Another example of a species that has been transported via ship ballast water is the Mnemiopsis leidyi. This small jellyfish is native to the Atlantic coast of North and South America and have been observed to grow up to 160-180 mm in the Black Sea and 20-30 mm in the Azov and Caspian Seas. This creature can withstand a wide range of different environments so it can establish itself in many different locations in the world.
The Sea Walnut (Mnemiopsis leydyi) was first introduced to the Black Sea from the American Atlantic coast in the 1980s. It feeds on zooplankton and eggs and larvae of fish that are native to the environment. Like a lot of species that become invasive, it has no natural predators in this new home which makes it a very easy place for this jelly to thrive. During the 1990s it was reported that this species made up roughly 90% of the biomass in the Black Sea which is more than the world’s annual fish catch. It spread south the Sea of Marmara and the eastern Mediterranean. Within just a few years of its introduction it was already causing high stress to local fisheries and in the neighboring Azov Sea, they have caused anchovy fisheries to completely collapse. By 2005 it was found in the Adriatic sea and first recorded in 2006 in the Baltic and the North Sea. Because the fish that live here are being outcompeted the numbers have declined which directly contributes to the lower numbers of larger organisms such as dolphins. There are so many that they have even lowered the overall oxygen in the Black Sea and over time they will most likely destroy the entire ecosystem. They are spreading rapidly and will most likely wreak the same havoc wherever they go.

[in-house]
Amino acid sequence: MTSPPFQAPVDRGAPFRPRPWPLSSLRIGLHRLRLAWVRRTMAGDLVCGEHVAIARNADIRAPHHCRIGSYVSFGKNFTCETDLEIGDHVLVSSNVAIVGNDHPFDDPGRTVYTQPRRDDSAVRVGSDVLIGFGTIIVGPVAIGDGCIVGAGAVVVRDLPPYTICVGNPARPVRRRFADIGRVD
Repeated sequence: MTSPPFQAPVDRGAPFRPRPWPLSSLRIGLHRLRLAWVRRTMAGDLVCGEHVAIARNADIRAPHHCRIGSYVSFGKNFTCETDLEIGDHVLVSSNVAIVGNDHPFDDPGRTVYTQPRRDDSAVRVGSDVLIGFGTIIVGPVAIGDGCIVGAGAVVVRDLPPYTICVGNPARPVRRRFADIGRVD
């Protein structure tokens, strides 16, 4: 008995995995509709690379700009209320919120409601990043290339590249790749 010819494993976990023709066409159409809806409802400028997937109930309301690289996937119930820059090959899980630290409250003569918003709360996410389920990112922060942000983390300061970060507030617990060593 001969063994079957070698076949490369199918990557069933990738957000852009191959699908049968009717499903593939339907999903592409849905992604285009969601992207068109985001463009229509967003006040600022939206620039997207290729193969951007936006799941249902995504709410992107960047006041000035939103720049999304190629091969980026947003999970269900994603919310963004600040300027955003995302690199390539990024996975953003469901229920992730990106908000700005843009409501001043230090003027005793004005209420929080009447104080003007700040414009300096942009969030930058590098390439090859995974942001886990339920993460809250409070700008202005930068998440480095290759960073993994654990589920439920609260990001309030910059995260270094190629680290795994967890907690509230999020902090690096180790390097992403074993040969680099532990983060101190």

Marine invasive species have been recognized as a major national concern by the United Nations Conference on Environment and Development (UNCED). It takes time to effectively deal with the issue of invasive species and requires collaboration between governments and non-government organizations, economic sectors, and international treaty organizations. Most invasions are irreversible but the more the world is aware and the more everyone collaborates to attack the issue the better chances there are of preventing it in the future.
Ballast Water Management. (2017). [online] Imo.org. Available at: http://www.imo.org/en/ourwork/Environment/BallastWaterManagement/Pages/Default.aspx [Accessed 22 Feb. 2017].
Mnemiopsis leidyi (sea walnut). (2017). [online] Cabi.org. Available at: http://www.cabi.org/isc/datasheet/75102 [Accessed 22 Feb. 2017].
Shipping problems: Alien invaders. (2017). [online] Wwf.panda.org. Available at: http://wwf.panda.org/about_our_earth/blue_planet/problems/shipping/alien_invaders/ [Accessed 22 Feb. 2017].